The excess weight is really at the foundation of this dread disease; about 80% of those with Type 2 diabetes are overweight. The overweight/obesity epidemic is driving the diabetes epidemic. The excess weight is a vicious cycle; the excess weight causes insulin resistance; and the insulin resistance contributes to elevated blood pressure and elevated blood lipids; and ultimately diabetes.

The easiest and most successful way that I’ve ever managed weight is to do what Brian Wansink writes about in his book Mindless Eating: Why We Eat More Than We Think. He calls his version of portion control, the mindless margin. He’s done plenty of research that essentially shows that if you only cut about 200 calories a day, it won’t “ring the starvation alarm in your body’s metabolism.” That’s such powerful news, because you won’t have the commanding urge to ‘get food now’ to make up for what you were used to eating. After you’ve gotten your body adjusted to cutting the first 200 calories, for a month or two, then take the next 200 calories step. It really is a painless way of losing weight. Just cut your portions back from each meal and your body will not make you miserable, like so many of the ‘crash-style’ eating plans. In addition, if you’re changing to a Mediterranean-style of eating, you’ll also notice that those whole real foods will help you feel satisfied for fewer calories.

Back to George’s joke about the bakery - dietitians have been teaching that sweets can be part of a diabetic meal plan for a couple of decades. But hanging out at the bakery and/or choosing lots of sweets is honestly not optimally healthy. White flour products, processed cereals and mashed potatoes, for example, are equally bad as the sweets; I usually write more about an optimal way of eating. Certainly, if you have a small portion of sweets once in a while, it’s not going to be so bad; but in all honesty, it’s not a good choice to be having sugary desserts and drinks. Just remember The American Heart Association’s recommendation about sweets was not limited specifically to those with diabetes. (Limit sweets to 100 calories/day for women and 150 calories/day for men.) In addition, to the immediate concern of spiking blood sugar, the empty calories of bakery items also are generally loaded with saturated fats that add to the risk of the heart disease that we’re working so hard to prevent in diabetics.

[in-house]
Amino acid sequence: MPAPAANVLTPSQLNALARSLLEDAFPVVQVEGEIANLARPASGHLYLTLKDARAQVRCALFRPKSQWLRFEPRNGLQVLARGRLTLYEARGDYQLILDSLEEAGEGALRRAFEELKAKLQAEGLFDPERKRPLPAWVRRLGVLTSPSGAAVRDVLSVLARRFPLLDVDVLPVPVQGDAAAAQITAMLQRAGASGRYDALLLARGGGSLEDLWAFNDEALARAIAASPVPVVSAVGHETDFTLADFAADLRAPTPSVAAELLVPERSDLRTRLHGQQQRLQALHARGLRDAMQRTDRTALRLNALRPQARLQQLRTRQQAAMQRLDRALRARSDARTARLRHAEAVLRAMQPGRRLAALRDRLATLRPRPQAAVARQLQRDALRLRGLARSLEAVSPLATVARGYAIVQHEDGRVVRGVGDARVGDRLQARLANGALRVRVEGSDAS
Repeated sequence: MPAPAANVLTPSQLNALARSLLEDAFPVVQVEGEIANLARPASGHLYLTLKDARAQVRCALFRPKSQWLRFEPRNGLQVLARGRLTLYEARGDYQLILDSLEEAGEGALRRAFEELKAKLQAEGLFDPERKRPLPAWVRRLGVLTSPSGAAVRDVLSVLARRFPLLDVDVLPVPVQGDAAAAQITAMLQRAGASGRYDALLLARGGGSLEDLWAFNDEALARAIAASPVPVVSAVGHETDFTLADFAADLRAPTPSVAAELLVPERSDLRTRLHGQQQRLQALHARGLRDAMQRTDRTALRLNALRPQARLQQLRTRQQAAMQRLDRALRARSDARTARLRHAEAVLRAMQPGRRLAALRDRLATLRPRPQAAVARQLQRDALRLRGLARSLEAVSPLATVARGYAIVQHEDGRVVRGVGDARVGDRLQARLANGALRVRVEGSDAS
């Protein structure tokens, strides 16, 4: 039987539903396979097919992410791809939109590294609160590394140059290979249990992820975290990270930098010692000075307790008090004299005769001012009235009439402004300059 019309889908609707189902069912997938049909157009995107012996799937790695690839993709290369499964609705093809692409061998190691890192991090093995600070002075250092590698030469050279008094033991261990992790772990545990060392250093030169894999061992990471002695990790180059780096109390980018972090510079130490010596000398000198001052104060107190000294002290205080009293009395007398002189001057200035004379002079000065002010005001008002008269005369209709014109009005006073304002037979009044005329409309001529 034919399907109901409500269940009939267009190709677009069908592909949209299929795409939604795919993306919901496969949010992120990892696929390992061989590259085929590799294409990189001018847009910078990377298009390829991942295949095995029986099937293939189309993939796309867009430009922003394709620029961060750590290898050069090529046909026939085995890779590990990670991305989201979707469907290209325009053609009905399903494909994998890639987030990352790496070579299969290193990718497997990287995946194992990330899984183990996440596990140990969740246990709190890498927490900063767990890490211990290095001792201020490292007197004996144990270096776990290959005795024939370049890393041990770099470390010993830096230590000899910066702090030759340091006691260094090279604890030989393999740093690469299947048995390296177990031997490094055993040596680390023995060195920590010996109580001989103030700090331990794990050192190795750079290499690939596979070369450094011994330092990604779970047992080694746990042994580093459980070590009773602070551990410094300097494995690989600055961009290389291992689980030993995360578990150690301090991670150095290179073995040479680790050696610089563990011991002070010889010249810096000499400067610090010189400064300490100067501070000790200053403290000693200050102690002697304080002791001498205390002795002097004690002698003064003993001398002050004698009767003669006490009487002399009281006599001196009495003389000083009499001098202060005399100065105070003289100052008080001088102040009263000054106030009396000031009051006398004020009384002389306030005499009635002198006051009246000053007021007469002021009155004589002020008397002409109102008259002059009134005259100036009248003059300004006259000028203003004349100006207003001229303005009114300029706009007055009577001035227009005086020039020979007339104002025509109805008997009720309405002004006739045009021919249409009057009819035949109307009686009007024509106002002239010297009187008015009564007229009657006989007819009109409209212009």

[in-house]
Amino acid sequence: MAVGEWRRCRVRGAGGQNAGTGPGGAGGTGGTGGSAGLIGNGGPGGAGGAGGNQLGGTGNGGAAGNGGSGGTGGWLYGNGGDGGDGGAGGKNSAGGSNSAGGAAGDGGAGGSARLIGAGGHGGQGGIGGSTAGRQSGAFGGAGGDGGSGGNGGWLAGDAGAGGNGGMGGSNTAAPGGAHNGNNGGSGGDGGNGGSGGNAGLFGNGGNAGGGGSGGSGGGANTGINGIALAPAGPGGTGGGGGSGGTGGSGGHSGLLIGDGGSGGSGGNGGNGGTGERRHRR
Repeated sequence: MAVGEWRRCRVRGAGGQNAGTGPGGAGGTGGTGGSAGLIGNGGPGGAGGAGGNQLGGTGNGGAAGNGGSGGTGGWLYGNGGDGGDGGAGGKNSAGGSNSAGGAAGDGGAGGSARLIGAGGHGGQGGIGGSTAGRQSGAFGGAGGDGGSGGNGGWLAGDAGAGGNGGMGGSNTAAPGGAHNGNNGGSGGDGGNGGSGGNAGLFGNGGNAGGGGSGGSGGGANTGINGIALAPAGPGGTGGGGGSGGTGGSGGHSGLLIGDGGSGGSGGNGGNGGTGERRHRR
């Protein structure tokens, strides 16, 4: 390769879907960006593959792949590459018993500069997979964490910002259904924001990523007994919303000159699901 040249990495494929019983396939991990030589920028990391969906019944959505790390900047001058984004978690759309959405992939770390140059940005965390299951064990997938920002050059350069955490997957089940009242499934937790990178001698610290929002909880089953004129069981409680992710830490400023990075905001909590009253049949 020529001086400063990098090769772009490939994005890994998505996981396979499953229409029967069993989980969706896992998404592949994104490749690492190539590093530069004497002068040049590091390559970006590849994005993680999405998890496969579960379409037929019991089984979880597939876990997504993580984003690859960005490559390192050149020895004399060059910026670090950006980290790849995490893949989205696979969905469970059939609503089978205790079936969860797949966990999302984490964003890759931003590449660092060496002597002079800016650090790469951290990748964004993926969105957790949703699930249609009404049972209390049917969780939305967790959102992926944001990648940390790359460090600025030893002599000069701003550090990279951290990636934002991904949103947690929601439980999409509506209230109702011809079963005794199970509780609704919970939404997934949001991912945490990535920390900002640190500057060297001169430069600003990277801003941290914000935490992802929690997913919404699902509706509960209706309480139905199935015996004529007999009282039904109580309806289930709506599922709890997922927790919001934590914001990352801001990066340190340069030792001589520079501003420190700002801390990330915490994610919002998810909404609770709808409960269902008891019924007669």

My advice for someone with Type 2 diabetes or prediabetes, is to take a good hard look at what your habits are now. Think about the changes that you can make. Seriously, some changes can be made with little to no pain. Start putting one foot in front of the other. Start walking as slowly as you need to, but do start walking. If you only go 5 minutes a day on the first week; that’s 35 minutes that you didn’t go on the week before.

When you do decide to have dessert, that is, dessert that is made with sugar, consider sharing it with someone else; or cutting it in 1/3 or 1/2 and share it; or freeze the other half. Now that there are such delicious, natural, zero-calorie options for sweeteners, if you want some sweetness, you don’t really need to rely on blood sugar spiking sweeteners, or on artificial sweeteners. So one thing is a little easier for those who strive to keep their blood sugar closer to level.

Make it a goal to begin changing your eating style to a Mediterranean-style – concentrating on whole grains, fruits and vegetables, very little meat (if you do eat meat), legumes and nuts, and as little processed foods as possible. Consider developing a ‘Ninjabetic attitude;’ be diligent working on new life-style habits before the complications of diabetes rob you of a full, healthy life.

I'm so proud of my ninjabetic and the life-style changes that he's made.